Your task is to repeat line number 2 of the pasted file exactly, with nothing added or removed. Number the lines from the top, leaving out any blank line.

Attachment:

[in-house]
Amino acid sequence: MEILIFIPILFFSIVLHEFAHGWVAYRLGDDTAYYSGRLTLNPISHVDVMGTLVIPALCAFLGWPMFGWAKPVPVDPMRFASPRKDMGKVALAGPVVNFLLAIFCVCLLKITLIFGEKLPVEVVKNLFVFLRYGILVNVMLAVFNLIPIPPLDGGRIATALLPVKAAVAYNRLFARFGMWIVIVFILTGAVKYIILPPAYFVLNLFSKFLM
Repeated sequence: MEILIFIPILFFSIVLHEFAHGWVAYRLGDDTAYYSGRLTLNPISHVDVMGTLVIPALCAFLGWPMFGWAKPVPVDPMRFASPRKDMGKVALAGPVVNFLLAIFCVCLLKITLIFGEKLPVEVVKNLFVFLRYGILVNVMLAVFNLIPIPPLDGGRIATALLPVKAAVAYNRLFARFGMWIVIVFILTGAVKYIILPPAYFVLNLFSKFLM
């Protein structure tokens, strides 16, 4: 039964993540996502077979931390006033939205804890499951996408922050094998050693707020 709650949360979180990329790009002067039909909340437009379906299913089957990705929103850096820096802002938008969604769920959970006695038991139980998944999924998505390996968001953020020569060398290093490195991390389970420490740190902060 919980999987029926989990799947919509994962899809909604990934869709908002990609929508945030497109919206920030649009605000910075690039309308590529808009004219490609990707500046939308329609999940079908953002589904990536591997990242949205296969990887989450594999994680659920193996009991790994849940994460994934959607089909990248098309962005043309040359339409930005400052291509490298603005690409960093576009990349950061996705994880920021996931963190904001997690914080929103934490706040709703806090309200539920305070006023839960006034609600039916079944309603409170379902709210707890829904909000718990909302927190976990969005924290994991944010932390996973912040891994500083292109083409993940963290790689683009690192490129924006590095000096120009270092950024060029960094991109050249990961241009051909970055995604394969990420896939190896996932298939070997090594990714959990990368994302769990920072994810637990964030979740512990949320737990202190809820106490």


Amino acid sequence: MEILIFIPILFFSIVLHEFAHGWVAYRLGDDTAYYSGRLTLNPISHVDVMGTLVIPALCAFLGWPMFGWAKPVPVDPMRFASPRKDMGKVALAGPVVNFLLAIFCVCLLKITLIFGEKLPVEVVKNLFVFLRYGILVNVMLAVFNLIPIPPLDGGRIATALLPVKAAVAYNRLFARFGMWIVIVFILTGAVKYIILPPAYFVLNLFSKFLM